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Everything You Need To Know About Insomnia

It’s not uncommon to experience trouble sleeping from time to time. However, for some people, it can become a more serious issue. Insomnia is a common sleep disorder, with estimates of up to 30% of adults suffering from its effects. If you’re having difficulty getting enough restful sleep, understanding more about insomnia may help you get back on track. From causes such as depression, stress and lifestyle factors to treatments like cognitive-behavioral therapy and upgraded bedroom furniture, this guide will help you learn more about insomnia.

What is insomnia, and what are the symptoms?

Insomnia is a sleep disorder that makes it challenging to fall asleep, stay asleep or both. If you have insomnia, you may feel exhausted during the day because you haven’t had enough restful sleep. Insomnia can be a short-term problem (acute) or a long-term condition (chronic). It can also be intermittent, which means it comes and goes. There are different types of insomnia, and the symptoms can vary from person to person. In general, the main symptom of insomnia is difficulty sleeping. This can manifest in different ways, such as:

  • Difficulty falling asleep at night
  • Waking up frequently throughout the night
  • Waking up too early in the morning
  • Feeling unrefreshed after a night’s sleep
  • Feeling tired or fatigued during the day
  • Difficulty concentrating or focusing during the day
  • Irritability or crankiness
  • Moodiness or depression
  • Increased mistakes or accidents

What are the causes of insomnia and how can it be treated?

Many things can cause insomnia, including underlying health conditions, medication side effects, consuming stimulants (sometimes without knowing), poor sleep hygiene, environmental factors and external factors that cause stress or anxiety.

Underlying Health Conditions – Various medical conditions can lead to insomnia, such as depression, chronic pain, asthma, heartburn or other gastrointestinal problems. It’s important to note here that both physical and mental health play a role in sleep quality, so it’s essential to get checked out by a healthcare professional if you think an underlying health condition is the cause of your insomnia.

Side Effects of Medication – Certain medications can have side effects that cause difficulty sleeping. If you’re taking medication and experiencing insomnia, talk to your doctor about whether or not the medicine could be causing your sleep problems. Antidepressants, antihistamines and some blood pressure medications have been known to cause insomnia.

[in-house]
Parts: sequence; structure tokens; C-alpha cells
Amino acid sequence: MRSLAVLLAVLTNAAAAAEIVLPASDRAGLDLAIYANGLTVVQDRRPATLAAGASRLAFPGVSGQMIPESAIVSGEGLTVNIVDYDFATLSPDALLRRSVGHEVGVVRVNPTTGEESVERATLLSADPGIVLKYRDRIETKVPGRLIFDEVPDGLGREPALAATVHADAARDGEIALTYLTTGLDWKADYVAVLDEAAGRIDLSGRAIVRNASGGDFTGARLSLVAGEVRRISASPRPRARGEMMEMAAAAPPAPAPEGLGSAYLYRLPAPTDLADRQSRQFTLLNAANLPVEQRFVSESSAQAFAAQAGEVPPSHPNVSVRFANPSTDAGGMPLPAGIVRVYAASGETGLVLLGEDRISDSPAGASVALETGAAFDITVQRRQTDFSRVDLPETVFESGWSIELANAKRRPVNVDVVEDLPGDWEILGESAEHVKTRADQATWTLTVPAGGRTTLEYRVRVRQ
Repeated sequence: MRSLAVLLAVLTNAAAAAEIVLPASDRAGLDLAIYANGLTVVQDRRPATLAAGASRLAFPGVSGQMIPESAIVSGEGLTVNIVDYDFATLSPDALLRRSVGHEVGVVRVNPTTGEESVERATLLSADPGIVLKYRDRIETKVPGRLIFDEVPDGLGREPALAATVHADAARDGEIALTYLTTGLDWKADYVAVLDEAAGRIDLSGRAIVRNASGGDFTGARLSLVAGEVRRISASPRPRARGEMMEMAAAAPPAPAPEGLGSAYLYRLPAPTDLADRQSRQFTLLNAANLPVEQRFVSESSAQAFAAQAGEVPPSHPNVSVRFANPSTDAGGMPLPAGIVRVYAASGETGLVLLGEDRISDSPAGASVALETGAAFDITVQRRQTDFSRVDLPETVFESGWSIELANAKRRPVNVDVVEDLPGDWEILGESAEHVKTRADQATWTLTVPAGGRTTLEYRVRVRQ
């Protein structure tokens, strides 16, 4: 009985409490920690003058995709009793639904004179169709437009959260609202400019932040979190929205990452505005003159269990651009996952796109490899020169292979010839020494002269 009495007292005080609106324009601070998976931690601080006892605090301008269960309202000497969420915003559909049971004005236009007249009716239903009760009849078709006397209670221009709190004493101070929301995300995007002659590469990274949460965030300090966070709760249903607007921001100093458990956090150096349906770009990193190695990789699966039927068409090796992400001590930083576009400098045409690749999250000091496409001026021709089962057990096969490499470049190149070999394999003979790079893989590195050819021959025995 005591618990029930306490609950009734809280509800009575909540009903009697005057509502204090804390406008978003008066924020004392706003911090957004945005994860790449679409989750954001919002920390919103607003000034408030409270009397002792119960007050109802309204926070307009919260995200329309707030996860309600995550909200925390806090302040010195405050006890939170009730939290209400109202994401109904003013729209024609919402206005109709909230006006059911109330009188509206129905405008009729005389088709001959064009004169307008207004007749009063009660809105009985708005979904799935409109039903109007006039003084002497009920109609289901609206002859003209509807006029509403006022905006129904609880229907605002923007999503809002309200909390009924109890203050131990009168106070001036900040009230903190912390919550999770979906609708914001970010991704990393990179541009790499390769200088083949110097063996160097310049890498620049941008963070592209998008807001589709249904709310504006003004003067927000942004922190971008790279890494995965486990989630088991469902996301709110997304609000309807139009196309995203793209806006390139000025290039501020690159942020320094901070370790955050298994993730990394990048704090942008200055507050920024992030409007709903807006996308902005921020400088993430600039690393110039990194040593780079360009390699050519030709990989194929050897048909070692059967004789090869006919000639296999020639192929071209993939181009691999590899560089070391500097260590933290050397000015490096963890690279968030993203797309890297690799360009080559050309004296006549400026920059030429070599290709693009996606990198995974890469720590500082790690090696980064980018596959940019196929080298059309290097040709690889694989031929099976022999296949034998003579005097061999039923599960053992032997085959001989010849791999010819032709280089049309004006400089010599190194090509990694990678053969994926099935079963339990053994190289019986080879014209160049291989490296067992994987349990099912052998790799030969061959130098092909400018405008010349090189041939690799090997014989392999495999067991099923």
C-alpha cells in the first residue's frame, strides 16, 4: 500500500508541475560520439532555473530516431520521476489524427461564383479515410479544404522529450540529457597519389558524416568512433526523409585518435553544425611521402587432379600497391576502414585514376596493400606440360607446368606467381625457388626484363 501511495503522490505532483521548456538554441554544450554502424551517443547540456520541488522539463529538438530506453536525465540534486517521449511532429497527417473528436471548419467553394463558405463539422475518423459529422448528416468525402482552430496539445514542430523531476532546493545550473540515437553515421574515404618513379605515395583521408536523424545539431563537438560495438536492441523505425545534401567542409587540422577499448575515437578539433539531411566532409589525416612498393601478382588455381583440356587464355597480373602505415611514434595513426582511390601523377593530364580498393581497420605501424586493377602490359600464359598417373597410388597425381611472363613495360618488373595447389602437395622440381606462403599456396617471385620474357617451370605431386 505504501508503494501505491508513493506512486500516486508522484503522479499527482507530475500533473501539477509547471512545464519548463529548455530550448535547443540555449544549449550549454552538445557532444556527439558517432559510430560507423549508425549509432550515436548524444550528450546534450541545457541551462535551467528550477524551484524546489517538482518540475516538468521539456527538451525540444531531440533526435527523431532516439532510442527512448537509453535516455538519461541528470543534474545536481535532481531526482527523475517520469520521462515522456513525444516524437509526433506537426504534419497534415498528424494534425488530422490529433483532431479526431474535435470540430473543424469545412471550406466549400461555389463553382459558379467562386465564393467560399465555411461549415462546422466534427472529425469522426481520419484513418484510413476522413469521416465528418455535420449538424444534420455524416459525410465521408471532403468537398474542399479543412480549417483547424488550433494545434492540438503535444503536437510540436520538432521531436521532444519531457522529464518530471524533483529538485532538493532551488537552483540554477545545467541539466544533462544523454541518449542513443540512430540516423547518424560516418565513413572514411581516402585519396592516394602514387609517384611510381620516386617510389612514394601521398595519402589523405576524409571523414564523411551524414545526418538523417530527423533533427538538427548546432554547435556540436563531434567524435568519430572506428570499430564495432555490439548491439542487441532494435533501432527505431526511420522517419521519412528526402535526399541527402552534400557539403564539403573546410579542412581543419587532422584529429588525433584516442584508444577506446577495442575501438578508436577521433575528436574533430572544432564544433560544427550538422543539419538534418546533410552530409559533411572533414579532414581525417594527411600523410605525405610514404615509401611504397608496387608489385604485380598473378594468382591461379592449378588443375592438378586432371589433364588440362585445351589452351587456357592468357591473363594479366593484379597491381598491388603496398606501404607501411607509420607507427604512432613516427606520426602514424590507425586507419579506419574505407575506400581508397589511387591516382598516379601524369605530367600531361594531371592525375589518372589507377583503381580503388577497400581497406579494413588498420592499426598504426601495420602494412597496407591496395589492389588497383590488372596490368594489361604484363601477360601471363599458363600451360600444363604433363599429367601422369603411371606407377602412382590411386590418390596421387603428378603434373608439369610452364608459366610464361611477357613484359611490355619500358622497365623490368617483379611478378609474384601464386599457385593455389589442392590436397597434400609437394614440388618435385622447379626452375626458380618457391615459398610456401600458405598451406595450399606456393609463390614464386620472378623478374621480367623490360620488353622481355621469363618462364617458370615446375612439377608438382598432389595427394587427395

Consuming Stimulants – Stimulants such as caffeine and nicotine can interfere with a night of restful sleep. In addition, consuming stimulants later in the day or close to bedtime can make it difficult to fall asleep and stay asleep.

Environmental Factors – If a person’s bedroom is too noisy or bright, it can make it difficult to fall asleep. Additionally, if the temperature in the room isn’t comfortable enough, this can lead to difficulty sleeping.

External Factors – Stress and anxiety are two common causes of insomnia. Things like job stress, family issues or financial worries can interfere with restful sleep.

Uncomfortable Bed – From your mattress to what bedding comforters you use, having an uncomfortable bed can make it difficult to sleep. When it comes to your bed, it should be comfortable and supportive while also being conducive to getting the sleep you need.

Poor Sleep Hygiene – If you’ve never heard the term before, sleep hygiene is essentially the practice of promoting healthy sleep habits and a confluence of pretty much everything we’ve mentioned. Having a regular bedtime, avoiding stimulants before bedtime, reducing light and noise in your bedroom, avoiding screens close to bedtime and unwinding with a relaxing activity before bed can all help promote healthy sleep patterns.

Also Read: Postponed Sleep: Why We Go To Bed So Often Later Than Intended

How does insomnia affect your daily life?

Difficulty Concentrating – One of the most common effects of insomnia is difficulty concentrating. If you are not getting enough sleep, you may find it hard to focus on tasks or remember information. This can make it challenging to perform well at work or school.